My son’s five-minute foray into professional esports

As my kids got to be around age 10 I phased out my play-all-day approach to homeschooling. Instead, I considered anything homeschooling as long as there was a goal and a daily plan for meeting that goal. Playing string instruments fit neatly into this scheme, but here’s another thing that fit: esports.

My kids played a lot of League of Legends. So much that I told them they needed to either set clear, weekly goals or find another way to spend their time.

They wanted to just play til they leveled up.

I told them the way pro gamers level up is they learn systematically because that’s faster. I told them they can’t spend five hours a day on a goal that has no clear methods or milestones. “You won’t feel proud of the time you’ve invested if you don’t invest consciously — as if your time is precious.”

Younger son: “Mom, our time is so precious that we can’t talk to you about this now. Just let us play.”

The older son is the more pragmatic of the two, so he said almost immediately he would spend his time on schoolwork and he would only play League when his studying was finished.

The younger son said he needs a coach. “Mom. I’m going pro.”

He found one of the top players to book a coaching session with. It was $150 for an hour. I listened in, of course. So did my older son. Those esports guys are celebrities!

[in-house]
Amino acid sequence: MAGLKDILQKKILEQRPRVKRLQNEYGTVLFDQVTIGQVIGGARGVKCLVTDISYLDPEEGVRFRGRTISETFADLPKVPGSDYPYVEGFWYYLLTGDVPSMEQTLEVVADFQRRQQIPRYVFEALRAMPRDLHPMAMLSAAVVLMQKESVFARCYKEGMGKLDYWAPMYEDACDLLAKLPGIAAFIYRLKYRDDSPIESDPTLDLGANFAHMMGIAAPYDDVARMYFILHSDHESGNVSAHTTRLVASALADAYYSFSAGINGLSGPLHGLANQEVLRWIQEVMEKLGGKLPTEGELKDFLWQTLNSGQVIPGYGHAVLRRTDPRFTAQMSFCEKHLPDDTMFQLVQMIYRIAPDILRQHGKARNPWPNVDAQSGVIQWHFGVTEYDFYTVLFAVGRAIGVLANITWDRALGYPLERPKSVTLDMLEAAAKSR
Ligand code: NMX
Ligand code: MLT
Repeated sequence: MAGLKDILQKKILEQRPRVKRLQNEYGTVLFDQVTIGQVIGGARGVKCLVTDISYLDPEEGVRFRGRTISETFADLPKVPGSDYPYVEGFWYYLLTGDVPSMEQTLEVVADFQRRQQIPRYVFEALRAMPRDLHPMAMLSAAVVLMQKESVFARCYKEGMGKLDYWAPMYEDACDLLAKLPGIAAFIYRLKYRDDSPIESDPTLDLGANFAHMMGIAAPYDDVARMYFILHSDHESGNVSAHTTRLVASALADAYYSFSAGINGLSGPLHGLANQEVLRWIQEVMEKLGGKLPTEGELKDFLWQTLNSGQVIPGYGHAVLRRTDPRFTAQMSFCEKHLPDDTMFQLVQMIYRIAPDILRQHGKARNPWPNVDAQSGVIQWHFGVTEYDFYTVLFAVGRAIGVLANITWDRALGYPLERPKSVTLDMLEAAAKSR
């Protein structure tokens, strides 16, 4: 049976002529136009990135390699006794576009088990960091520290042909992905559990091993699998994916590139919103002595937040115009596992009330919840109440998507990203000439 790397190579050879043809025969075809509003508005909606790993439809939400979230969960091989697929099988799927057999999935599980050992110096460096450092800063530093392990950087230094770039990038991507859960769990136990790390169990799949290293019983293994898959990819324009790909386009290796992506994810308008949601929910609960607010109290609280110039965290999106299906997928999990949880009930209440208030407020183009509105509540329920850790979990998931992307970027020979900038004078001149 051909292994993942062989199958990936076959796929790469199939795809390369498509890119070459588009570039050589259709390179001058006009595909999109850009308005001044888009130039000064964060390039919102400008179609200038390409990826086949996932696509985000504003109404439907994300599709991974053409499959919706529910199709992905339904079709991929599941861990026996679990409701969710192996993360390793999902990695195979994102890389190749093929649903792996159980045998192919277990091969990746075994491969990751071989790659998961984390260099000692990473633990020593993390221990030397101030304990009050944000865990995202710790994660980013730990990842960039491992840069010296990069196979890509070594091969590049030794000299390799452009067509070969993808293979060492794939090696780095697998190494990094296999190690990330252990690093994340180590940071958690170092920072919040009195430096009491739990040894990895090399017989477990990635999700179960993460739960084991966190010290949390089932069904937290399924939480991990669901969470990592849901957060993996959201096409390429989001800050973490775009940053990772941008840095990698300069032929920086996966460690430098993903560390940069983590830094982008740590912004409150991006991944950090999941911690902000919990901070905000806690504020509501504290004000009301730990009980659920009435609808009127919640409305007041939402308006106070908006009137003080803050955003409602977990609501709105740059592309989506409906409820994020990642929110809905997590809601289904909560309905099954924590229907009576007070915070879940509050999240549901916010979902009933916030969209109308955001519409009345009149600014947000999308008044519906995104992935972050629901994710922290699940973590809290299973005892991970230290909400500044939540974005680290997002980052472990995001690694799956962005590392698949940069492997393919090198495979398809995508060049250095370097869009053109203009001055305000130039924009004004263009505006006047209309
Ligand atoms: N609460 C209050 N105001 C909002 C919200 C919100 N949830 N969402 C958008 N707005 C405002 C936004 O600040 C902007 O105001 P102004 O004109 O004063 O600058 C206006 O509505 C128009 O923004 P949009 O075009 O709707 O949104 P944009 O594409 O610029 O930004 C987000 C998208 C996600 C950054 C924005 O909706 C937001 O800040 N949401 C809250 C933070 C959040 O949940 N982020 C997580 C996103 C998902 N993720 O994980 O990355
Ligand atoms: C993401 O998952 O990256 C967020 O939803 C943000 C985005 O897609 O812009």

First the coach asked my son if he watched the ten hours of free video coaching.

My son said yes and then asked a question that immediately gave away that he watched very few of the videos.

Mr. Esports was not surprised. And I have to admit the he gave pretty much the same advice I give to people who hire me to help them get a career. He told my son about setting a goal and making a commitment to meet that goal. He told my son about the importance of figuring out what other people do to meet that goal, and then based on that, decide what you have to do each day.

After that first session, my son quit playing League.

My son wanted to be really good or not play. The coaching from the YouTuber was a great dose of reality. I coach people who are 30 years old and have never experienced that — someone telling them how to get real about the goals they have for themselves.